Alright, so I put out a call for agent-related questions on Twitter and look! Some people had questions! So what follows is me trying really hard to be helpful.
what confuses me is that agents say your QL [query letter] must SPARKLE, yet they expect you to follow a rigid, ordinary template. How on EARTH do you achieve both requirements, all at once?
I'm tempted to just say "practice," and leave it at that, but I know that's like the least helpful thing ever. But for aspiring authors who are also bloggers, think of it like a review request. When you get a review request, you want to know certain things about the book: title, genre, and a quick summary. And the summary needs to be clear enough that you know what the gist of the story is: a man and woman who fall in love online while being rivals in real life (You've Got Mail) or a girl who gets mistaken for a super-famous popstar while in a foreign country (The Lizzie McGuire Movie). The summary in your query needs a bit more meat to it than that, but it needs to be easily understandable. Which is one of the hardest things to do -- take this novel that's over 50k words, and condense it into a paragraph or two. I know. To make matters worse, there are query letter considerations that don't matter as much in a review pitch: you need to include your bio and publishing credits (if any), word count, and a personalization to that particular agent. Plus the query letter should showcase your writing "voice."
Writing all of that out I have no idea how it ever, ever works. I'm so sorry. But here are some things that worked for me in writing query letters (and note that I wrote a lot of query letters):
1. Have a template. Different writers do it a bit differently in terms of the structure of the letter; personally I always opened the letter with my summary, then included the title, word count, and genre. Next, I included any publishing credits and then ended with whatever reason I was querying that particular agent (personalization). I know this sounds super-rigid, and in a way it is. But it's also really helpful; when you know that the structure of your query is already set up, you can really start to focus on the summary, which is the most important part and brings me to the next thing...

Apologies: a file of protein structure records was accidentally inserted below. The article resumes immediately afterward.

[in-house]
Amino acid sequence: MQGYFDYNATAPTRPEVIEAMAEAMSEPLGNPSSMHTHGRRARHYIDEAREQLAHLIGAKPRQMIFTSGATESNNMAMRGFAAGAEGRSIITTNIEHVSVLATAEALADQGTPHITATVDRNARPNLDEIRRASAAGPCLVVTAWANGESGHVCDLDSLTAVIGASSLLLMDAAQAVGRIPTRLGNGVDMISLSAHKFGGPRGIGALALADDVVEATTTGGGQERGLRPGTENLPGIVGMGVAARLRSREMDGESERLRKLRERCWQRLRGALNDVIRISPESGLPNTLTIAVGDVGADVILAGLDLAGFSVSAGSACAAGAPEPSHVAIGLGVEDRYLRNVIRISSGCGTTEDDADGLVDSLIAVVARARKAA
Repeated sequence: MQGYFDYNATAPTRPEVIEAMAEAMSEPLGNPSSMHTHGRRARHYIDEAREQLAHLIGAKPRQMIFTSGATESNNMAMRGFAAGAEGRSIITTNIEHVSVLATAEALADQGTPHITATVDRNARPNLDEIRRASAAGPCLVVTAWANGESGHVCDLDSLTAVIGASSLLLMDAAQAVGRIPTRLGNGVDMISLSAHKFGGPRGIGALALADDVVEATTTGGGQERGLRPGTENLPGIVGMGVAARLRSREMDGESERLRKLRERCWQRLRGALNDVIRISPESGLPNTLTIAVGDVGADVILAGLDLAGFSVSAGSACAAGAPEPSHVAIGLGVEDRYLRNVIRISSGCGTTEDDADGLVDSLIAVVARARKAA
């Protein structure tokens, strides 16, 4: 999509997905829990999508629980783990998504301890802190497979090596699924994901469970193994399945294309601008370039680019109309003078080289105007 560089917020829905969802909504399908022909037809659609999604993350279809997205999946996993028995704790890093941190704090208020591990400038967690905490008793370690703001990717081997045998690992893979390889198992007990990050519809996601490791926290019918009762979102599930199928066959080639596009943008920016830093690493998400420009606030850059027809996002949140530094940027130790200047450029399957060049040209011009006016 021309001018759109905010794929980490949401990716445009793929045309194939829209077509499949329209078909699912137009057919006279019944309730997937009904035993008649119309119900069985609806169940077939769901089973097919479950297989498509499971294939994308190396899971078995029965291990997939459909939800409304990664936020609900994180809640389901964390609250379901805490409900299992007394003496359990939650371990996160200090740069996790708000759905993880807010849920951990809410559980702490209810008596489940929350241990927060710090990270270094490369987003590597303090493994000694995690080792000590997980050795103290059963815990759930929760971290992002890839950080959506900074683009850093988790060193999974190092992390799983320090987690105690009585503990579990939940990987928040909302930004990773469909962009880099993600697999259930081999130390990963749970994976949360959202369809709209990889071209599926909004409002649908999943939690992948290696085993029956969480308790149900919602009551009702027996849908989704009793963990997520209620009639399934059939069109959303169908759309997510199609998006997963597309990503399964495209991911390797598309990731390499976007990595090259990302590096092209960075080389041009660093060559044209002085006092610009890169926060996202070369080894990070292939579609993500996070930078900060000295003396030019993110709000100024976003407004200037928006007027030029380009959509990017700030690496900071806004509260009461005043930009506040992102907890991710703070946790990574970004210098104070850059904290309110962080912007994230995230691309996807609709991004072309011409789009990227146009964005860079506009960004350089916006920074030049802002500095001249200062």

2. Know what your story is about. This is one of those things that, hopefully, comes before you're even at the querying stage, but I know it doesn't always. In terms of "what's your book about?" a good foundation for writing your query is to know (a) the protagonist, and (b) their situation. For instance, The Hunger Games is about a girl who is forced to compete in a fight to the death. (A note that I did not actually come up with this whole character + situation thing; it's something I read years ago on another blog and though I want to say it was Ally Carter, I can't find the exact blog post on it, which is sad because it was an awesome and informative post.)
Once you know the basic character + situation, you can work on figuring out what plot points and which other characters are important enough to warrant a mention in your summary. Which brings me to...
3. Prepare to write a few drafts of your query letter. Mainly the summary. In my experience, it takes a few tries to figure out what needs to be included and what doesn't, as well as work out the phrasing of your summary. You want your voice to shine through (this is the SPARKLE that's mentioned in the question) and that's really, really hard to do, but it gets easier once you've got the more practical points of the summary hammered out.